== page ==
Today I have chosen to break from the lectionary. The reason is not only because it is “Thanksgiving Sunday,” an unofficial designation we in America give to the Sunday before Thanksgiving, although that is certainly part of it. The main reason, however, is that due to the pandemic we at Florence Congregational have had to close our doors until such a time when we feel confident that we can reasonably ensure your health and safety.
Of course, this is nothing new for us in 2020. We faced initial lockdowns with combinations of fear and courage and anxiety and determination back in March. Every American reacted in slightly different ways. There is—of course—no correct way to deal with change on an international level or in your daily life in such a short amount of time. Whether you stuck your head in the sand and hoped for better days to come, or you watched the news or the stock markets or social media with a fervor as never before, or you took to the streets when you saw that society needed to be improved and voices from all walks of life needed to be heard, or intense hopelessness crippled you and the four walls of your home no longer felt safe… we as a community attempted to pull through for hope of a better tomorrow.
It seemed as if our waiting had been rewarded when we reopened the doors to our beloved building on 130 Pine Street less than a short month ago. Then just as quickly, it all seemed to change.
It would be easy to blame God. It would be easy to lose faith and to throw in the towel.
But if I may borrow a common expression: Let’s not throw the baby out with the bath water.
We are still here. We are still a faith community. We are still friends and neighbors. Our church stands firmly beneath the pine trees as a symbol to our resilience.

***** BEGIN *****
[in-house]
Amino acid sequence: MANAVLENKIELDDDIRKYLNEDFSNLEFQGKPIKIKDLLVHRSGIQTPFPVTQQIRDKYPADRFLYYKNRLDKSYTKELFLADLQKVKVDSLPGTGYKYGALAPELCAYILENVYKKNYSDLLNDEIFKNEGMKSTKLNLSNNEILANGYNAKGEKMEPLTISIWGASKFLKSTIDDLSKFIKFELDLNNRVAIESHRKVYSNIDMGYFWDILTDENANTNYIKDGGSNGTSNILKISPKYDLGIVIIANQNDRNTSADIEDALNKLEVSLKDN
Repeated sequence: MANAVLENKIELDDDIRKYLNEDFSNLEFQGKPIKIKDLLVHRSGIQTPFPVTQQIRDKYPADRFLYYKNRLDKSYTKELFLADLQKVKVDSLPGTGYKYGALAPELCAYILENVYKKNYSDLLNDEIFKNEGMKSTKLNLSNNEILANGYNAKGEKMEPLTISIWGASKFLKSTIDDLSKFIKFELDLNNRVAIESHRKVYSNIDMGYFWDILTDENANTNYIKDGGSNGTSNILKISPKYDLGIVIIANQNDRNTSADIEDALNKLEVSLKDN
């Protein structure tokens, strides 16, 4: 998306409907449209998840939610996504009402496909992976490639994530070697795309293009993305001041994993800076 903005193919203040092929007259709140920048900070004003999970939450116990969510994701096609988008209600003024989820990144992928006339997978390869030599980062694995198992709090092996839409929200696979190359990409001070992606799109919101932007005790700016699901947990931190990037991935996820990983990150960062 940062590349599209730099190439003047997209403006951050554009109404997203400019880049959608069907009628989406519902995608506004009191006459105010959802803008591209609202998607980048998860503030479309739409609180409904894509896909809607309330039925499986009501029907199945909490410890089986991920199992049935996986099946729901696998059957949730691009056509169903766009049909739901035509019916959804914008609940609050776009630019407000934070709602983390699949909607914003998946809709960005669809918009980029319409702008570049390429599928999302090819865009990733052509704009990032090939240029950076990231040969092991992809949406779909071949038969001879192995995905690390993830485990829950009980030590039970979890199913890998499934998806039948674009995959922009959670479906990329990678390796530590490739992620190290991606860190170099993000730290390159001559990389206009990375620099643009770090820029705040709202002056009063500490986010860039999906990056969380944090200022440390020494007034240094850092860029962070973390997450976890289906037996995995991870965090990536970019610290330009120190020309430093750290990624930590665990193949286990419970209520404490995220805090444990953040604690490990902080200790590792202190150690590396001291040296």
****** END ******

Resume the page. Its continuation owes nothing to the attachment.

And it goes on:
Let us all remember that it is Thanksgiving—or a time for giving thanks. Let us not fall into anger or desperation or hopelessness. Let us not yell at the heavens and feel our faithlessness has been vindicated when God doesn’t yell back in human words. Let us not curl up in our living rooms and wonder why miracles no longer seem to exist. Let us not grumble or complain that the world is not exactly as we would have it. Instead, let us remind ourselves that there are reasons—hopefully many reasons—for us to be grateful for what we have this November.
A Note on the Historical Thanksgiving
A great deal has been said the past several decades about the historical Thanksgiving. In the United States Thanksgiving, as we celebrate it, marks the fragile friendship between the Pequot people and the Pilgrims. This friendship, unfortunately, later turned into resentment, hostility, and warfare—and the suffering and subjugation of anyone, for whatever reason, should never be glorified.
However, the idea of Thanksgiving is greater than a historic meeting of peoples, ostensibly in the name of peace and friendship. True Thanksgiving originates from the idea of giving thanks to God who has provided for us. The Pilgrims in the 1620s were starving and dying in large numbers in their settlement. It was their original peace and friendship with the Native Americans that led them to not only survive but begin to thrive in a land they did not comprehend.
Thanksgiving is and should be a celebration. No matter where we find ourselves or how desperate life becomes, God is there and we give thanks.